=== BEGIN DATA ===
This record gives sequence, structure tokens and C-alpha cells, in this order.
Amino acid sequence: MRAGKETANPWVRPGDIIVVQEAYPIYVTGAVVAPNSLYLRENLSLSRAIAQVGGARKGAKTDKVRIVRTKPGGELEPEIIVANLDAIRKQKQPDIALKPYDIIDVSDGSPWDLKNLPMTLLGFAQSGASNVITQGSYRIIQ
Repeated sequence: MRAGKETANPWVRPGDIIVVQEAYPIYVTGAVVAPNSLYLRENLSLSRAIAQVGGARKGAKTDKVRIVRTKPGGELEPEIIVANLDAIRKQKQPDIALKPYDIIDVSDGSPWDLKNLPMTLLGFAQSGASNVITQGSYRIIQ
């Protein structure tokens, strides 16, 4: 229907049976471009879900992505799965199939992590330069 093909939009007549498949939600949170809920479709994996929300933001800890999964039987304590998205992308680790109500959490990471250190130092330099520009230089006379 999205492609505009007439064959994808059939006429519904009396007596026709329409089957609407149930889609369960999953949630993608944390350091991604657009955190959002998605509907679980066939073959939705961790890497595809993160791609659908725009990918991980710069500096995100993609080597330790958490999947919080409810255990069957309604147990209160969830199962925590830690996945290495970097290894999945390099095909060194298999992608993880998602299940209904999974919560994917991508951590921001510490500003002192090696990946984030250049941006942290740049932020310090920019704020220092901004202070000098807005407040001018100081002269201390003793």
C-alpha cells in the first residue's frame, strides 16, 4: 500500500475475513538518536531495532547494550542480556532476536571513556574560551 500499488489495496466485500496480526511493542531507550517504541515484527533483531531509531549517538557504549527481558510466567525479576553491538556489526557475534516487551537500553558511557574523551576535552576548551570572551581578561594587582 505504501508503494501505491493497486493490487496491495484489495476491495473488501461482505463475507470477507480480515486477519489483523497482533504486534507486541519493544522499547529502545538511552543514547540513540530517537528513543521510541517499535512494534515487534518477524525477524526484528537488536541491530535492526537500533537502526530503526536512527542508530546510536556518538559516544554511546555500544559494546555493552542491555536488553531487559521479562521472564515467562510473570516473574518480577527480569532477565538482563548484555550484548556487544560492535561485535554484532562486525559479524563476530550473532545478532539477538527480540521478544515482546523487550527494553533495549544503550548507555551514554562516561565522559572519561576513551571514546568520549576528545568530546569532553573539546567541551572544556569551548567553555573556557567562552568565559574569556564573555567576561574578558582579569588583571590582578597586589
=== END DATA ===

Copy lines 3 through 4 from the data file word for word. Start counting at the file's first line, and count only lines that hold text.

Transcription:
Repeated sequence: MRAGKETANPWVRPGDIIVVQEAYPIYVTGAVVAPNSLYLRENLSLSRAIAQVGGARKGAKTDKVRIVRTKPGGELEPEIIVANLDAIRKQKQPDIALKPYDIIDVSDGSPWDLKNLPMTLLGFAQSGASNVITQGSYRIIQ
């Protein structure tokens, strides 16, 4: 229907049976471009879900992505799965199939992590330069 093909939009007549498949939600949170809920479709994996929300933001800890999964039987304590998205992308680790109500959490990471250190130092330099520009230089006379 999205492609505009007439064959994808059939006429519904009396007596026709329409089957609407149930889609369960999953949630993608944390350091991604657009955190959002998605509907679980066939073959939705961790890497595809993160791609659908725009990918991980710069500096995100993609080597330790958490999947919080409810255990069957309604147990209160969830199962925590830690996945290495970097290894999945390099095909060194298999992608993880998602299940209904999974919560994917991508951590921001510490500003002192090696990946984030250049941006942290740049932020310090920019704020220092901004202070000098807005407040001018100081002269201390003793």